According to Mackey and colleagues, officials were not surprised at the high frequency with which the anti-infective category occurred in these reports, in light of private- and public-sector observations that lifesaving drugs—those products that treat or cure diseases generally associated with potential morbidity or mortality, including both branded and generic anti-infectives/antibiotics—are often reported as counterfeit.1,8-11 To review a table of the legitimate supply-chain counterfeit penetration by therapeutic category, and to view a global map of CIS counterfeit incidents by country, refer to Table 1 and Figure 1, respectively, in Reference 7.

The Drug Supply Chain Security Act

The Drug Supply Chain Security Act (DSCSA) addresses requirements for manufacturers, repackagers, wholesale distributors, dispensers, and third-party logistics providers (trading partners).12,13 While some DSCSA requirements commenced in 2014 and 2015, the remaining requirements, the development of standards, and the system for product tracing will continue to be phased in until 2023. The FDA will continue working with trading partners and other stakeholders on effective implementation.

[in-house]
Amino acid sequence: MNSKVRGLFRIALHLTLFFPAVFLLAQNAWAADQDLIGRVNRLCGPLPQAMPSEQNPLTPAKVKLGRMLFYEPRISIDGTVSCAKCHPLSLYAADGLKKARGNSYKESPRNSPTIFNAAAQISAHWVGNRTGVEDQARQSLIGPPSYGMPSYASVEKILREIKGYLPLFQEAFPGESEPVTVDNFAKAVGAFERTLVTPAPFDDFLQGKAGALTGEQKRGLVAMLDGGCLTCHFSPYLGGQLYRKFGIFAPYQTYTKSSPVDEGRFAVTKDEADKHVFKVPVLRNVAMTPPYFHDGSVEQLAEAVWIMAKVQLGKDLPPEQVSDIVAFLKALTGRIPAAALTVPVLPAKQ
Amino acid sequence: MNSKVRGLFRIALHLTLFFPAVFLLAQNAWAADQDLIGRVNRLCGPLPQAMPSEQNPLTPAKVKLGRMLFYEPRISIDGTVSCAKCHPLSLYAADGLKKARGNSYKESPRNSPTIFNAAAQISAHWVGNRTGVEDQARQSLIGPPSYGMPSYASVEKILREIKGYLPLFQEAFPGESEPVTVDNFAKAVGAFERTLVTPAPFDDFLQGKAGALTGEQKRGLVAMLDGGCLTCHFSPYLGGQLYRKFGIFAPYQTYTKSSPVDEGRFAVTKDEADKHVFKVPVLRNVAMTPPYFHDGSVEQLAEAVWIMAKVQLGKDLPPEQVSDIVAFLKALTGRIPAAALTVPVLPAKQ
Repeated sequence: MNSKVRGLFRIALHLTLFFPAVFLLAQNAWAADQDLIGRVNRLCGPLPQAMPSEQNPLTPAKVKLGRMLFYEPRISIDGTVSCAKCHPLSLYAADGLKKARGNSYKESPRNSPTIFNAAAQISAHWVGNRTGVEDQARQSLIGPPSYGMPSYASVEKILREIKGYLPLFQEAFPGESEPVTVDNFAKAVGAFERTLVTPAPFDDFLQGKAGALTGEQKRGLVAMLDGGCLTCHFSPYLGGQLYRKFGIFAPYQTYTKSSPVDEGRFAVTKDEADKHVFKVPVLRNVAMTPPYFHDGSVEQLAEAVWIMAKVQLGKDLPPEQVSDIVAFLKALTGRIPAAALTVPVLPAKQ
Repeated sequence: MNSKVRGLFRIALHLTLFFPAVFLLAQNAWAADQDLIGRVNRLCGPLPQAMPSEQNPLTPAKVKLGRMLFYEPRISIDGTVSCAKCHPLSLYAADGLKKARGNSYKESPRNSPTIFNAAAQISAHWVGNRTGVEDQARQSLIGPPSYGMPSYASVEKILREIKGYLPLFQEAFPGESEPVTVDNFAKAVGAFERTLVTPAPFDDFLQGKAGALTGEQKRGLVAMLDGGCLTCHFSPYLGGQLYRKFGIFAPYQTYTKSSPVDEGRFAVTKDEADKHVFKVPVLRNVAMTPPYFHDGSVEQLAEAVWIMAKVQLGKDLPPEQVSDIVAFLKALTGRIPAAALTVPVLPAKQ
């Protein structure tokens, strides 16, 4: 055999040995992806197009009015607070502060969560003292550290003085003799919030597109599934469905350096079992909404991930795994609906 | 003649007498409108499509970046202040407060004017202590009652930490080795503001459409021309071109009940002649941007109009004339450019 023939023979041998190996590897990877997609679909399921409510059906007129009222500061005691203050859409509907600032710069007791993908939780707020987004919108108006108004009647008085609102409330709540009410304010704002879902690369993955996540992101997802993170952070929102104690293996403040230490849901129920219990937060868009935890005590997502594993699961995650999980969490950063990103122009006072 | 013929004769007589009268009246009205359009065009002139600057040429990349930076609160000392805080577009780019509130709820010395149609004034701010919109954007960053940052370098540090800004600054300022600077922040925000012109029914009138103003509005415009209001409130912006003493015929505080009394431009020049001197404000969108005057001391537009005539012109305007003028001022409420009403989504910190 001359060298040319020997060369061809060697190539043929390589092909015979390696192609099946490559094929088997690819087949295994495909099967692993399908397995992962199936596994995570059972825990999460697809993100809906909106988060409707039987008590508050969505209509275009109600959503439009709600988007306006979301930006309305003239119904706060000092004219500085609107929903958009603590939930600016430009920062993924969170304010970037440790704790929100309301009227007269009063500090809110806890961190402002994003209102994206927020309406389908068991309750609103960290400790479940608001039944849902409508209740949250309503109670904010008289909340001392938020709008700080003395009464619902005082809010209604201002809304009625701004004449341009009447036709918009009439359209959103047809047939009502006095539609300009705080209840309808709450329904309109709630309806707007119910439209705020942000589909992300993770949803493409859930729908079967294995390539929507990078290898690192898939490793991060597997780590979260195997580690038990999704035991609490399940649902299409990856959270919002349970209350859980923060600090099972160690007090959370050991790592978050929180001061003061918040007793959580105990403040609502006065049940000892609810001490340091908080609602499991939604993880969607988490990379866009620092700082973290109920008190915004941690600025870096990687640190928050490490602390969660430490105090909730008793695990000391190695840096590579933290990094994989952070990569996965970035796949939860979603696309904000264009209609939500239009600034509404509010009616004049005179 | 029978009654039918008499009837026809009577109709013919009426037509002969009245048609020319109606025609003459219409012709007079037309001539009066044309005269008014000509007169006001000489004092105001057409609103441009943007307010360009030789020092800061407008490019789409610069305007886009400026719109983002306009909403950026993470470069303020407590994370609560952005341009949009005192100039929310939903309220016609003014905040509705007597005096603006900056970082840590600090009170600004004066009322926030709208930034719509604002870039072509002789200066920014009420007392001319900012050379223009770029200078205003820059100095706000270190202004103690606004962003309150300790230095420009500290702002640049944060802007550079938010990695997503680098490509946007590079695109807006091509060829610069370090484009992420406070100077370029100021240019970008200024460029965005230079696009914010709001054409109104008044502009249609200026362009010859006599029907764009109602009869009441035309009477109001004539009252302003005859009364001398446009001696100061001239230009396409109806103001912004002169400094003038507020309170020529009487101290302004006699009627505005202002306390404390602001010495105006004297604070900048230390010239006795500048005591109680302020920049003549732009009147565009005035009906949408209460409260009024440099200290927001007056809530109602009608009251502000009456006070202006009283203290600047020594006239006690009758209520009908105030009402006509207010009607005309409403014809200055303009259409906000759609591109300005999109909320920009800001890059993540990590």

Some examples of the major provisions of the DSCSA regarding tracing are:

• Product tracing (by 2015, lot-level; by 2023, package-level) and enhanced systems (electronic, interoperable systems to trace products at the package level by 2023)

• Verification requirements change once a product is serialized (starting in 2017 for manufacturers; 2018 for repackagers; 2019 for wholesale distributors; and 2020 for dispensers)

For further information on the DSCSA, refer to References 12 and 13.

FDA Supply Chain Security Toolkit:
Protecting Medical-Product Integrity